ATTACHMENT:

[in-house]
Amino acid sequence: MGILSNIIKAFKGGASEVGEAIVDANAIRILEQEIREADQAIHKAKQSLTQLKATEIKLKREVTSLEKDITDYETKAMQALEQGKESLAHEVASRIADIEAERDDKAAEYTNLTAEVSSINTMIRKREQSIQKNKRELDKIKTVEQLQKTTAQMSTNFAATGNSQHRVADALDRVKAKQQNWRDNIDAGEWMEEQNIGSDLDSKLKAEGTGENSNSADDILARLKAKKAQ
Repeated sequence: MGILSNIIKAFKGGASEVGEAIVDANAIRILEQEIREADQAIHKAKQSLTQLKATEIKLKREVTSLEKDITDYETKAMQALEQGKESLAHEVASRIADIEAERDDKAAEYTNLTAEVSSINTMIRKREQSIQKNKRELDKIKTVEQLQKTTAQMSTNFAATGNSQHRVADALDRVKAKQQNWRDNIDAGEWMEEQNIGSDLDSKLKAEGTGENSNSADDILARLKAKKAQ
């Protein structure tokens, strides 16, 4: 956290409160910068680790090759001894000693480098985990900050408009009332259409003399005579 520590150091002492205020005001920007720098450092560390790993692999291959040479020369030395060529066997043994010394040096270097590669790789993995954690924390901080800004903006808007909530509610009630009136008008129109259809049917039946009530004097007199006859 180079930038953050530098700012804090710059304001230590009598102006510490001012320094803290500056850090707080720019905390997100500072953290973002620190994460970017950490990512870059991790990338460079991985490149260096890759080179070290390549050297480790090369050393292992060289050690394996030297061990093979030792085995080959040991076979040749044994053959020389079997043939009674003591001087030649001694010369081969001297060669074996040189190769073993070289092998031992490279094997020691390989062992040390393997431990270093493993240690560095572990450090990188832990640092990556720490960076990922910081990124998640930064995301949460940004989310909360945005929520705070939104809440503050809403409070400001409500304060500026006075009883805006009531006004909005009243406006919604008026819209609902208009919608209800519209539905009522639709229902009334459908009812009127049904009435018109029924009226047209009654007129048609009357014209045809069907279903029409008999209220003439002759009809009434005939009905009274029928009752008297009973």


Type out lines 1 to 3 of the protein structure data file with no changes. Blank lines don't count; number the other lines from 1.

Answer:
[in-house]
Amino acid sequence: MGILSNIIKAFKGGASEVGEAIVDANAIRILEQEIREADQAIHKAKQSLTQLKATEIKLKREVTSLEKDITDYETKAMQALEQGKESLAHEVASRIADIEAERDDKAAEYTNLTAEVSSINTMIRKREQSIQKNKRELDKIKTVEQLQKTTAQMSTNFAATGNSQHRVADALDRVKAKQQNWRDNIDAGEWMEEQNIGSDLDSKLKAEGTGENSNSADDILARLKAKKAQ
Repeated sequence: MGILSNIIKAFKGGASEVGEAIVDANAIRILEQEIREADQAIHKAKQSLTQLKATEIKLKREVTSLEKDITDYETKAMQALEQGKESLAHEVASRIADIEAERDDKAAEYTNLTAEVSSINTMIRKREQSIQKNKRELDKIKTVEQLQKTTAQMSTNFAATGNSQHRVADALDRVKAKQQNWRDNIDAGEWMEEQNIGSDLDSKLKAEGTGENSNSADDILARLKAKKAQ